Self checkout might be making Americans lonelier.
Most customers prefer self checkout. But it results in fewer connections with cashiers.
Americans spend more time alone today than in recent decades thanks to technology and other factors.
Americans are lonelier than ever, and self checkout could be part of the problem.
Retailers are increasingly relying on self-checkout kiosks. The technology may save on labor, but it's also cutting down on what social scientists call "weak ties," or casual relationships like those between customers and cashiers, the Los Angeles Times reported on Monday.
This demise of weak ties comes as two-thirds of Americans say that technology has made it harder to interact with others, according to a survey from PlayUSA, a website that covers news in the gaming industry. The US Surgeon General also issued a report this year warning about the health consequences of loneliness exacerbated by technology.
Self-checkout has been around for years. But the technology has lately been expanding to more and more stores. Kroger, for instance, has been operating a store in Tennessee with only self-checkout kiosks since last month, local TV station WKRN reported. Even Amazon Fresh is adding self-checkout stations, after Amazon has spent years trying to get customers to use its Just Walk Out technology.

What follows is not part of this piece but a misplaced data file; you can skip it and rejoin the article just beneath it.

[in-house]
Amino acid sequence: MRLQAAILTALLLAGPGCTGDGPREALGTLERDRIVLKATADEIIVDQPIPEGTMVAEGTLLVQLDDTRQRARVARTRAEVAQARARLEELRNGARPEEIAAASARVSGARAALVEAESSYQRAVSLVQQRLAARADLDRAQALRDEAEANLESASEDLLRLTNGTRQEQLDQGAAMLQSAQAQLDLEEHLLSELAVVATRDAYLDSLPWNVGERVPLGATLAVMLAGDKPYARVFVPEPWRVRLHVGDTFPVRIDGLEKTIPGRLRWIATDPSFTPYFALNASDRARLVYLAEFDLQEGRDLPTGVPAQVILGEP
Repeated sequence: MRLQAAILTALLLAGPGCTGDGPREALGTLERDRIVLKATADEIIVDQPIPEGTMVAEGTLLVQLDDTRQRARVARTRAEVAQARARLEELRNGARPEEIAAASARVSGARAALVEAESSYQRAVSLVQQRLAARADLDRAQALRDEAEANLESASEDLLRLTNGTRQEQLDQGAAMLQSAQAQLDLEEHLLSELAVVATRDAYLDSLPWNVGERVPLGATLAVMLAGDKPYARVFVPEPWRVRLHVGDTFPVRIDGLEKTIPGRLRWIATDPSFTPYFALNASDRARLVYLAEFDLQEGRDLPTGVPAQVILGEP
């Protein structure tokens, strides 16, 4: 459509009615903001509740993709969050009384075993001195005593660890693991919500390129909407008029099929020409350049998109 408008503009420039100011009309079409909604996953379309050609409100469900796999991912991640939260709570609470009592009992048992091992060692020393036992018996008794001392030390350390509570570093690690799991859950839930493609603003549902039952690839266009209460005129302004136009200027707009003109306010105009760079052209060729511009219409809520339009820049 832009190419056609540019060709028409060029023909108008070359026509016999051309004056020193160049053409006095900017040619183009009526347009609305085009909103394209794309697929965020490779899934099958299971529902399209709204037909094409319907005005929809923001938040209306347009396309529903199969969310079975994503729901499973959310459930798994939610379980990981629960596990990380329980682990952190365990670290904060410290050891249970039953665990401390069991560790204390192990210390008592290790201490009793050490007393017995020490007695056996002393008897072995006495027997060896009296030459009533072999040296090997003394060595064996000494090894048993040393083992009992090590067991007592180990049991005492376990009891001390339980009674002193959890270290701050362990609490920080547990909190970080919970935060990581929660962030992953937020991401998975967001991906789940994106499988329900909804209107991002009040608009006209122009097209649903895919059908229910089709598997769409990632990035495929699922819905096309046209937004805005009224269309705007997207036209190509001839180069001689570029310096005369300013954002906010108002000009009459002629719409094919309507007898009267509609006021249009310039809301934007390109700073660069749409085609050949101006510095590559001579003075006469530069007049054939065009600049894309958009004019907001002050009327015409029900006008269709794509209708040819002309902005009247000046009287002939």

The option remains popular: about 66% of those surveyed by PlayUSA said they prefer a self-service kiosk over a checkout lane managed by a person. The option was especially popular with Gen Z respondents, 84% of whom said they prefer self-checkout.
But others, especially older shoppers, tend to prefer the face-to-face interactions that come with traditional checkouts, according to the survey. Darryl Jones, a 72-year-old shopper at an Albertsons grocery store in Southern California, told the Times that he appreciates trading jokes with a cashier he's gotten to know at the store.
"Those little things really make it important to have a human," Jones told the Times. "A computer is cold. The courtesy is taken away."
Self checkout is just one of many potential drivers of loneliness in the US. Many Americans have said they can't afford to live in cities with lots of public areas where socializing can be easier. High housing costs have instead pushed some people to the suburbs and more rural areas where interacting with neighbors can be less common.
Broadly, Americans are spending more time alone than they did at the start of the century, according to the Surgeon General's report. In 2019, for instance, the average American spent 24 more hours alone per month than they did in 2003, the report said.
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